Topping City traders’ minds this week will be what is tipped to be another 50 basis point interest rate hike by the European Central Bank (ECB) on Thursday.
The monetary authority of the 20 countries using the euro has explicitly told markets to expect another steep rate hike this week and possibly more in the coming year.
President Christine Lagarde has adopted an extremely hawkish tone in most of her speeches this year in a bid to convince markets that the era of ultra low rates in the currency bloc is over.
Analysts said the tone of the decision statement and Lagarde’s press conference will be key to determining where borrowing costs will peak on the continent.
“It will also be important to watch whether the ECB pre-commits to a 50bp hike in May, as it did for the March meeting in February,” investment bank Nomura said.
FTSE 100 is up around four per cent in 2023
“In terms of the tone of the meeting, we believe the ECB will likely want to be “hawkish enough” to maintain tight financial conditions in the euro area, and further support the view that the ECB will maintain rates higher for longer,” they added.
On these shores, fresh jobs figures on Tuesday are likely to show wages are still rising at a near-record pace but still being outstripped by inflation.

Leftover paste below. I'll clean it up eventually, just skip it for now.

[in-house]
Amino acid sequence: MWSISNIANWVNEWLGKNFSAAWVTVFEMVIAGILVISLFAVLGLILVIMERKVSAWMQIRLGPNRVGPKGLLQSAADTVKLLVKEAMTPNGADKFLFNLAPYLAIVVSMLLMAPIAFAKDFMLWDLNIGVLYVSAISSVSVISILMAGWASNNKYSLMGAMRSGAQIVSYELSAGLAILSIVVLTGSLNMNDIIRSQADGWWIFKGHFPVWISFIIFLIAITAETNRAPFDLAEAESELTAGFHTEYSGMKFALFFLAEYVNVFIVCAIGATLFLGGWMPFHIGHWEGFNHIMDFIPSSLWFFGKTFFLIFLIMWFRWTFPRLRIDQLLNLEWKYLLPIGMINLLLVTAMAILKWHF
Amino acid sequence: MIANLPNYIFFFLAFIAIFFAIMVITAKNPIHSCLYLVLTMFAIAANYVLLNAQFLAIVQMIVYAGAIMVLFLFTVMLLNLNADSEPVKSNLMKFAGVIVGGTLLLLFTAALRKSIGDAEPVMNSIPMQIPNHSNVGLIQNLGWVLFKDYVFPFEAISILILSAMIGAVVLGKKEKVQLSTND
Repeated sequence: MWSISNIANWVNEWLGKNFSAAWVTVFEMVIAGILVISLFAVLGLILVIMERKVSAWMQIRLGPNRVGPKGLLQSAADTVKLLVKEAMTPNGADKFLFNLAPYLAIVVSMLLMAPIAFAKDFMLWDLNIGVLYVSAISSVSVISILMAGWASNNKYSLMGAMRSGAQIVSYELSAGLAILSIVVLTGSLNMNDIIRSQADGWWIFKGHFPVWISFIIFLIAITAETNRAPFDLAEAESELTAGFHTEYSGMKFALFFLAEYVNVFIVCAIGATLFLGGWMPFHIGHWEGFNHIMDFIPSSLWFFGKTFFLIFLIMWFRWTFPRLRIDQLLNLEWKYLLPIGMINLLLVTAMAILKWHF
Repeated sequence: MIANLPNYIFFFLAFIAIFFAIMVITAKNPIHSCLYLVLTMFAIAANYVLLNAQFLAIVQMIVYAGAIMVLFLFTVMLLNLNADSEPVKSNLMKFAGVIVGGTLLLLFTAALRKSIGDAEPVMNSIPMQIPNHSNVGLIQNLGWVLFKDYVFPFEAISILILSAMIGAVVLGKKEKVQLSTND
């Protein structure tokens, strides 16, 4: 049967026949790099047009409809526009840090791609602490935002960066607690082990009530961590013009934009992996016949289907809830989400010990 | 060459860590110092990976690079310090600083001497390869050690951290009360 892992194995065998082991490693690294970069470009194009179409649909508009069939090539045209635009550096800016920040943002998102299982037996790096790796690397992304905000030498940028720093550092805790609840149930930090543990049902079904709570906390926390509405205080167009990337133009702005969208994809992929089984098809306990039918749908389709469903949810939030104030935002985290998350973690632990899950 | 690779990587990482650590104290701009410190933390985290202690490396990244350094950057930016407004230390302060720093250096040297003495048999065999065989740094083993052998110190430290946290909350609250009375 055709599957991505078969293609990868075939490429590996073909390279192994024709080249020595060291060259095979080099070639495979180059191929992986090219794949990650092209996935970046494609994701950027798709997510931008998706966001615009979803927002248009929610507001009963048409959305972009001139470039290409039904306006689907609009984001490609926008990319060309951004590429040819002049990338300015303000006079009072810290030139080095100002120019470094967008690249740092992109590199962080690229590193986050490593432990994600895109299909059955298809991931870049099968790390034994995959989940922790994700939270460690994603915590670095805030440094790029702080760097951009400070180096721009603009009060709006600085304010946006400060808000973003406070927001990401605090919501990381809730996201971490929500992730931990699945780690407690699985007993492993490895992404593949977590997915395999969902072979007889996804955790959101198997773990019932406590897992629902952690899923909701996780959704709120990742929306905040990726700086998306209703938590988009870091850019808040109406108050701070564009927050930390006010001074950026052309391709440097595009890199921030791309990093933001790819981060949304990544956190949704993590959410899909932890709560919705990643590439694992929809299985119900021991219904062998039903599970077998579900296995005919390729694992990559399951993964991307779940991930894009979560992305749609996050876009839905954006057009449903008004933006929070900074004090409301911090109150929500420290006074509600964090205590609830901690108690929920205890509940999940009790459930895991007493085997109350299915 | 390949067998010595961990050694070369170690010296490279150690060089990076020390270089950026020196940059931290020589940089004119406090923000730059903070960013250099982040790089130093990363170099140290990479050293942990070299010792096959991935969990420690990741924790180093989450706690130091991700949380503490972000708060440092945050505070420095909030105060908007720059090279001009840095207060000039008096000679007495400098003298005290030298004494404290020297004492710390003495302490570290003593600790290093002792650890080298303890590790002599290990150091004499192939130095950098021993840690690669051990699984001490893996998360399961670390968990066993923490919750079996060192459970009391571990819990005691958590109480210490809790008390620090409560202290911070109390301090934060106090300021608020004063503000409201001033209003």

City analysts reckon pay jumped 6.6 per cent over the last quarter, a level that will probably keep inflation above the Bank of England’s two per cent target over the long term if it is sustained, raising the risk of an eleventh straight rate rise on 23 March.
On the corporate front, Deliveroo posts final results on Thursday. The boost the firm received over lockdown as families used cash that would’ve otherwise been spent in restaurants on takeaways has receded.
Pest control firm and FTSE 100-listed Rentokil updates markets on the same day.
The premier index’s robust start to 2023 has lost some steam after it shed more than one per cent last week to finish at 7,748.34 points.
Despite those losses, it is still up nearly four per cent so far this year.
Thursday’s expected rise will bump borrowing costs to three per cent.